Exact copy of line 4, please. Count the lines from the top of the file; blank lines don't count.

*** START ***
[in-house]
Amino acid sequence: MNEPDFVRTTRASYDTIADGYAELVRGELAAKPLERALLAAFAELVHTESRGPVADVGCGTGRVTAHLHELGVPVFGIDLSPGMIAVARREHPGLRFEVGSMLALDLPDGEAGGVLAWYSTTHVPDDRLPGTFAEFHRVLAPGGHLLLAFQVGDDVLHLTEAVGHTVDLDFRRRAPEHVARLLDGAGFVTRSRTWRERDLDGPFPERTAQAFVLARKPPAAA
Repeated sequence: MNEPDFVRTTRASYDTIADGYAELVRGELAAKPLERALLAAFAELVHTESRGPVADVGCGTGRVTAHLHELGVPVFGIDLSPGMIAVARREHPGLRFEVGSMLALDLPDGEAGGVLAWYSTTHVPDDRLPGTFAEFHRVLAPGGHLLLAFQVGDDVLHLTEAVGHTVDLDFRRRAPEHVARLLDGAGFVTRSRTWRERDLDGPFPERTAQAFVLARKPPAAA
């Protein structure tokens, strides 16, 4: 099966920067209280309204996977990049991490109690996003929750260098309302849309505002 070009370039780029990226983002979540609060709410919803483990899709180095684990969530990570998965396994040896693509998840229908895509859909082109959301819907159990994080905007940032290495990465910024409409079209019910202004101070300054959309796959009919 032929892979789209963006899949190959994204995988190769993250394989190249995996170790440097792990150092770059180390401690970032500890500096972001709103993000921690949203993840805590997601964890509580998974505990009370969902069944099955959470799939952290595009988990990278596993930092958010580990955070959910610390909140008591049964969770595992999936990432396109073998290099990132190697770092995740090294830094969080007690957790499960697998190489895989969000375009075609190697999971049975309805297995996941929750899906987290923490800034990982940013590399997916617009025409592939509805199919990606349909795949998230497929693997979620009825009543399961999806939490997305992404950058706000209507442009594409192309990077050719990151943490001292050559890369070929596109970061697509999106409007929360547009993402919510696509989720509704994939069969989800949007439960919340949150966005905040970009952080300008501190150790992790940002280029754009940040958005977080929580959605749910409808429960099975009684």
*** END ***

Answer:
């Protein structure tokens, strides 16, 4: 099966920067209280309204996977990049991490109690996003929750260098309302849309505002 070009370039780029990226983002979540609060709410919803483990899709180095684990969530990570998965396994040896693509998840229908895509859909082109959301819907159990994080905007940032290495990465910024409409079209019910202004101070300054959309796959009919 032929892979789209963006899949190959994204995988190769993250394989190249995996170790440097792990150092770059180390401690970032500890500096972001709103993000921690949203993840805590997601964890509580998974505990009370969902069944099955959470799939952290595009988990990278596993930092958010580990955070959910610390909140008591049964969770595992999936990432396109073998290099990132190697770092995740090294830094969080007690957790499960697998190489895989969000375009075609190697999971049975309805297995996941929750899906987290923490800034990982940013590399997916617009025409592939509805199919990606349909795949998230497929693997979620009825009543399961999806939490997305992404950058706000209507442009594409192309990077050719990151943490001292050559890369070929596109970061697509999106409007929360547009993402919510696509989720509704994939069969989800949007439960919340949150966005905040970009952080300008501190150790992790940002280029754009940040958005977080929580959605749910409808429960099975009684």